How to Pick an ADA-Compliant Faucet


President George H.W. Bush signed the Americans with Disabilities Act (ADA) into law on July 26, 1990. This legislation prohibits discrimination against anyone with a disability. It also requires that facilities make accommodations for them, like installing an ADA-compliant faucet in at least one restroom. 

More than 41 million Americans have a disability. If you are designing or renovating a space and need to ensure that lavatories in your facility are ADA compliant, these five tips help you find the right one. 

First, let's look at what makes a faucet ADA compliant. Understanding the requirements can help you know exactly what you are looking for when you go shopping for a new faucet. 

Key Takeaways:

  • The sink, vanity, and faucet have a set of requirements to ensure ADA compliance. Height, width, depth, and clearance are all part of the compliance regulations.
  • A manual faucet must take only five pounds of force to turn on, and touchless faucet sensors must be within reach of a person in a wheelchair.
  • A person with a disability must be able to operate the faucet using one hand and must accommodate left and right-handed individuals.
  • If there is a vanity or sink base, there must be at least a six-inch toe clearance from the floor to the bottom of the vanity 
  • A touchless or metering ADA faucet must remain on for no less than 10 seconds to allow enough time for the person to wash their hands, although 20 seconds is ideal.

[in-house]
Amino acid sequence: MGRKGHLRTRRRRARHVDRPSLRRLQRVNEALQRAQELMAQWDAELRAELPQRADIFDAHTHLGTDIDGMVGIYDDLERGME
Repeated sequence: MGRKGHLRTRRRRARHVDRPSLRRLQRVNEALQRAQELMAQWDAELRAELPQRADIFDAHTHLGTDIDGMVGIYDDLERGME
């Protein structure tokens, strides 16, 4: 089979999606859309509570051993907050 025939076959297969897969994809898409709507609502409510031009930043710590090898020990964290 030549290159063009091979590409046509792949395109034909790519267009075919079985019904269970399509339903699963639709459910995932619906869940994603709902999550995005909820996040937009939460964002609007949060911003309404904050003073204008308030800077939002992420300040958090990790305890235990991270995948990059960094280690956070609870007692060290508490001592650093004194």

What Makes a Faucet ADA Compliant?

An ADA-compliant faucet includes regulations that extend to more than just the spout. The sink, vanity, and faucet must meet the set standards set by the ADA to remain compliant. You must factor in:

  • Height
  • Width
  • Depth
  • Clearance
  • Accessibility

When incorporating fixtures and fittings for ADA compliance, you must also factor in the size of the room.  Not considering the available space within the room to comply with regulations is a common mistake designers make when mapping out a floor plant for a bathroom. 

5 Tips for Picking an ADA Compliant Faucet  

Aside from failing to accommodate people with disabilities, facility managers and building owners face strict fines for not remaining compliant with ADA regulations. In 2020, there were roughly 10,900 lawsuits filed due to ADA violations. 

Graph of the increase in ADA Title III Legal Letters submitted to the courts between 2013 to 2020.

Remaining compliant and avoiding lawsuits is an excellent reason to make sure that your facility installs ADA-compliant faucets. Here are some tips for picking the right ones for your facility.

1. Check the Required Force   

When shopping for a new faucet, check the strength required to use the handle. Operating the lever for an ADA-compliant faucet must take no more than five pounds of force to turn on the fixture. 

If you are shopping for the faucet online, check the specification in the website's product description section. It should state that it is ADA-compliant. However, look to see what the force specs state. If the website does not include this information, contact the seller or manufacturer of the faucet to verify. This small detail can make the difference between compliance and non-compliance.